Aboriginal Australians have without doubt been living here for tens of thousand of years, but whether they were completely (genetically) isolated until 1788 is not yet certain.
What about the dingo? The latest genetic research suggests it may have come from New Guinea or even directly from Taiwan by Austronesian speaking people, with no indications of India ancestry whatsoever.
The burden of proof lies with those proposing the idea of a link between some Indigenous Australians and far away India, because the alternative view is the one that receives support from other kinds of evidence.
Also, I think it’s way too easy to ‘cherry-pick’ the physical anthropology, linguistic and archaeological literature, as geneticists are prone to doing, when the picture emerging from all these areas of research is much more complicated than most geneticists would concede.
Still, we’ve come a long way since Huxley’s insightful speculation, and who know’s whether he’ll ultimately be proved right.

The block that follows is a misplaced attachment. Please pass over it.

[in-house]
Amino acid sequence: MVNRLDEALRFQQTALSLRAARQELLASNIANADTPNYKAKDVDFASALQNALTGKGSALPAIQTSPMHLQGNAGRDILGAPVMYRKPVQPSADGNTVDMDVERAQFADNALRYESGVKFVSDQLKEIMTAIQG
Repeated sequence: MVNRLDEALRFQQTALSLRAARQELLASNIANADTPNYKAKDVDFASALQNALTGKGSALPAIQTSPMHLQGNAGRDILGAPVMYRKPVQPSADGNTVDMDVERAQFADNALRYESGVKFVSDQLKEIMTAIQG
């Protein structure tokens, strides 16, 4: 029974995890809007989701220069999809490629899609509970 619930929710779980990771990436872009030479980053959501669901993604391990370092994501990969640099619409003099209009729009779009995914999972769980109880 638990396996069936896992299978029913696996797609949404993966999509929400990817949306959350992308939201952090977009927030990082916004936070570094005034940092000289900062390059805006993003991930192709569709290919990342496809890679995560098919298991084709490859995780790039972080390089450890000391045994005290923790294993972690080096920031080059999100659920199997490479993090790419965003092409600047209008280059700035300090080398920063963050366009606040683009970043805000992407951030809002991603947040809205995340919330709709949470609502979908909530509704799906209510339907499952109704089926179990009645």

Thursday, February 22, 2018

Papuans replace initial settlers in Oceania

Mark Lipson et al had an interesting paper, Population Turnover in Remote Oceania Shortly After Initial Settlement (bioRxiv preprint first posted online Feb. 19, 2018) on genetic mixtures in Oceania. The summary reads in part:
Ancient DNA analysis of three individuals dated to ~3000 years before present (BP) from Vanuatu and one ~2600 BP individual from Tonga has revealed that the first inhabitants of Remote Oceania (“First Remote Oceanians”) were almost entirely of East Asian ancestry, and thus their ancestors passed New Guinea, the Bismarck Archipelago, and the Solomon Islands with minimal admixture with the Papuan groups they encountered [1]. However, all present-day populations in Near and Remote Oceania harbor 25-100% Papuan ancestry, implying that there must have been at least one later stream of migration eastward from Near Oceania. 

Wednesday, February 21, 2018

The Pacific Belshaws 6 - Brothers immersed in Depression economics

New England University College first geology class 1939. Just one male! Mary Hindmarsh, Catherine Miller, Rae Anthony, Frank Wickwood, Sylvia Willoughby and Joan Bates

As the first stage of the Great Depression began to grip the world in 1929, Governments around the world began to adopt protectionist measures.

In 1930, the Republican controlled US Congress passed the Smoot–Hawley Tariff Act imposing punitive import tariffs on US imports. Other countries retaliated. In 1932 under pressure from the Dominions, the Ottowa Imperial Economic Conference adopted a system of Imperial preference, breaking long standing Imperial support for free trade.